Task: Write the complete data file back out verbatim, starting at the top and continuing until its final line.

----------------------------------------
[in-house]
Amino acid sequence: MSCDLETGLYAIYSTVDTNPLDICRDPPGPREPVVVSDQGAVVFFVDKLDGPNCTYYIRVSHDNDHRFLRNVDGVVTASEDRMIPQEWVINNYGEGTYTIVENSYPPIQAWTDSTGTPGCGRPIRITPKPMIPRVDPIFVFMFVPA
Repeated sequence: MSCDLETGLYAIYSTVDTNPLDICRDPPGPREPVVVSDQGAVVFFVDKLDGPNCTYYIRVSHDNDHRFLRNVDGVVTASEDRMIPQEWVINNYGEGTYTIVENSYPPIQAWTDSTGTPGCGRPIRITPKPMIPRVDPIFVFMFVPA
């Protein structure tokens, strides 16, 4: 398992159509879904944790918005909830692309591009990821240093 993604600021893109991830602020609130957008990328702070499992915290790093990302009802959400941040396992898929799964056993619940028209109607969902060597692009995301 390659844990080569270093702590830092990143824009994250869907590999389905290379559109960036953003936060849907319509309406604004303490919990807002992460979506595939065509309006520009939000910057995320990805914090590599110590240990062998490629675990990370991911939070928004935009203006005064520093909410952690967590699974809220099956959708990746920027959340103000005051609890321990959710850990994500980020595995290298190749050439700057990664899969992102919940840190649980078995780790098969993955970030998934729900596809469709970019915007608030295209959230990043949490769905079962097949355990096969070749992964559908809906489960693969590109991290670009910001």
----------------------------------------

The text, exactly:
[in-house]
Amino acid sequence: MSCDLETGLYAIYSTVDTNPLDICRDPPGPREPVVVSDQGAVVFFVDKLDGPNCTYYIRVSHDNDHRFLRNVDGVVTASEDRMIPQEWVINNYGEGTYTIVENSYPPIQAWTDSTGTPGCGRPIRITPKPMIPRVDPIFVFMFVPA
Repeated sequence: MSCDLETGLYAIYSTVDTNPLDICRDPPGPREPVVVSDQGAVVFFVDKLDGPNCTYYIRVSHDNDHRFLRNVDGVVTASEDRMIPQEWVINNYGEGTYTIVENSYPPIQAWTDSTGTPGCGRPIRITPKPMIPRVDPIFVFMFVPA
């Protein structure tokens, strides 16, 4: 398992159509879904944790918005909830692309591009990821240093 993604600021893109991830602020609130957008990328702070499992915290790093990302009802959400941040396992898929799964056993619940028209109607969902060597692009995301 390659844990080569270093702590830092990143824009994250869907590999389905290379559109960036953003936060849907319509309406604004303490919990807002992460979506595939065509309006520009939000910057995320990805914090590599110590240990062998490629675990990370991911939070928004935009203006005064520093909410952690967590699974809220099956959708990746920027959340103000005051609890321990959710850990994500980020595995290298190749050439700057990664899969992102919940840190649980078995780790098969993955970030998934729900596809469709970019915007608030295209959230990043949490769905079962097949355990096969070749992964559908809906489960693969590109991290670009910001």